Anthrax is a bacterial infection usually found in hoofed animals
Health officials have confirmed that anthrax has been found in a third heroin user in Glasgow.
The male patient is in a critical condition in the city's Royal Infirmary. Another patient there is also being tested for the infection.
A man and woman in the city's Victoria Infirmary tested positive for anthrax last week. The man died on 16 December.
Police and health officials believe contaminated heroin or a contaminated cutting agent may be responsible.
Dr Syed Ahmed, consultant in public health medicine, said: "I urge all drug injecting heroin users to be extremely alert and to seek urgent medical advice if they experienced an infection.
"Drug injecting is extremely risky and dangerous. The possible presence of a batch of heroin contaminated with anthrax makes drug injecting even riskier and even more dangerous.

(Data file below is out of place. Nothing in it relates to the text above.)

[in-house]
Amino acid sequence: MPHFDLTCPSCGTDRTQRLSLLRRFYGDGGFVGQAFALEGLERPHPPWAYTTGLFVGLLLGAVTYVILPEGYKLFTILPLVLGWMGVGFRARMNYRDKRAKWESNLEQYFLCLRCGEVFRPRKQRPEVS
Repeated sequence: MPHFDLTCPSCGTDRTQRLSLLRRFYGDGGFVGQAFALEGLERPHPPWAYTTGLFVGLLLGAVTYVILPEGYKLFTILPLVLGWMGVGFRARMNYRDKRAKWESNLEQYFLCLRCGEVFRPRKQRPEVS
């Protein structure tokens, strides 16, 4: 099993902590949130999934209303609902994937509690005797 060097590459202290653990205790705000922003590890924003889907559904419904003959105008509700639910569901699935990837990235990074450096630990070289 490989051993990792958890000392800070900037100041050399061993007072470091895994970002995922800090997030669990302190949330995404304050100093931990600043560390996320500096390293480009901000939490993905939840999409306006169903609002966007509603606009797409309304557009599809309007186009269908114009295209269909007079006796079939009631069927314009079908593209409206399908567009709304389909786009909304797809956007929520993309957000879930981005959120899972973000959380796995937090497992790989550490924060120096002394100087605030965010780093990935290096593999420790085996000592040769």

"While this section of the community need to be on their guard the risk to the rest of the population - including close family members of the infected cases - is negligible."
Anthrax is an acute bacterial infection most commonly found in hoofed animals such as cattle, sheep and goats.
It normally infects humans when they inhale or ingest anthrax spores, but cannot be passed from person to person.
The last previous death from anthrax in Scotland was in 2006 when Christopher Norris died after inhaling the spores.
The 50-year-old craftsman, from Stobs, near Hawick, made drums with materials such as untreated animal hides.